Adult larder beetles are about 1/4 – 3/8 inch in length with a long oval shaped body. They are dark brown to black, with a wide yellow band that has 6 or 8 spots across their wings. Their short antennae are clubbed. The larvae are brown, 3/8 – 5/8 inch in length and hairy.
These beetles over winter outdoors in cracks or crevices, in spring they enter homes and buildings. Both the larvae and the adult larder beetle cause damage feeding and boring into solid materials in which to pupate.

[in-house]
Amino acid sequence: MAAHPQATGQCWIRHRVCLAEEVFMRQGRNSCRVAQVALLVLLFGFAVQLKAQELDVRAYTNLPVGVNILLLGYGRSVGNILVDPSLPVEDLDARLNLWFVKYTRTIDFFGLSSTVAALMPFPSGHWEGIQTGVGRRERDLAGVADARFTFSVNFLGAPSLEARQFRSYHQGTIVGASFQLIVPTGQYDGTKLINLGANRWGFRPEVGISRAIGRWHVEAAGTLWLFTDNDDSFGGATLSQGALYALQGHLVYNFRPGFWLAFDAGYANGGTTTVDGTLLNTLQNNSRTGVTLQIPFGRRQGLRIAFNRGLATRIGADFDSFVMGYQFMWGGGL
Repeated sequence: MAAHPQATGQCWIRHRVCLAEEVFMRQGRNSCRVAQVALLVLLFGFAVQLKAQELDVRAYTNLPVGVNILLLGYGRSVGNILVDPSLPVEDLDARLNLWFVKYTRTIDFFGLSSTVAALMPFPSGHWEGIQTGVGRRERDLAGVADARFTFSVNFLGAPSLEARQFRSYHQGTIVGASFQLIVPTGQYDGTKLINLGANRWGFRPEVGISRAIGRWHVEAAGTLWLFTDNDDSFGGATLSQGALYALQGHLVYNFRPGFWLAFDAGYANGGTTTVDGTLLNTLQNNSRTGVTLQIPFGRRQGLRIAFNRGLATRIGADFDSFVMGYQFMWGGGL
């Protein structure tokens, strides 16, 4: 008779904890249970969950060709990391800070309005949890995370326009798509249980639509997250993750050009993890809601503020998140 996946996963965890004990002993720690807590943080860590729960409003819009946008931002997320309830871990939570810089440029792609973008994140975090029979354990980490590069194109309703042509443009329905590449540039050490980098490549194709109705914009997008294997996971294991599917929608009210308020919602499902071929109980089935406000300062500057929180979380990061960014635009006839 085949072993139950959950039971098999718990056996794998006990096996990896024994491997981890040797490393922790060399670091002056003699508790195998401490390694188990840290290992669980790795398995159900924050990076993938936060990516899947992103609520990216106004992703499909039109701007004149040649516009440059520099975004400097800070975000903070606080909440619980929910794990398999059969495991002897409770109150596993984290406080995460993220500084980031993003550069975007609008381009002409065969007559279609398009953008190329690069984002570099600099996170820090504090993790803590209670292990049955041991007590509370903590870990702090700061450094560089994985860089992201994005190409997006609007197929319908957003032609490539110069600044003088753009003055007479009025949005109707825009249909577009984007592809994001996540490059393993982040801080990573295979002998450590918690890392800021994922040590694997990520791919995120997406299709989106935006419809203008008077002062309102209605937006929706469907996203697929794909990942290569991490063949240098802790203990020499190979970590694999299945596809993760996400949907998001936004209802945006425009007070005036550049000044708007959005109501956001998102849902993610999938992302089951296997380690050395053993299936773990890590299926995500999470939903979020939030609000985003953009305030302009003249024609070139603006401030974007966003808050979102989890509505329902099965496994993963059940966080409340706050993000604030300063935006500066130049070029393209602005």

The larder beetle feeds on a large variety of animal products such as bacon, cheese, ham, meats, dry pet food, feathers, etc.
Adult females lay their eggs on any one of their many feeding sources, or in cracks or crevices near the food source. They lay as many as 800 eggs, which will hatch in about 12 days. The male larvae molt 5 times while the female molts 6 times. The mature larva will wander around looking for a location to bore into to pupate.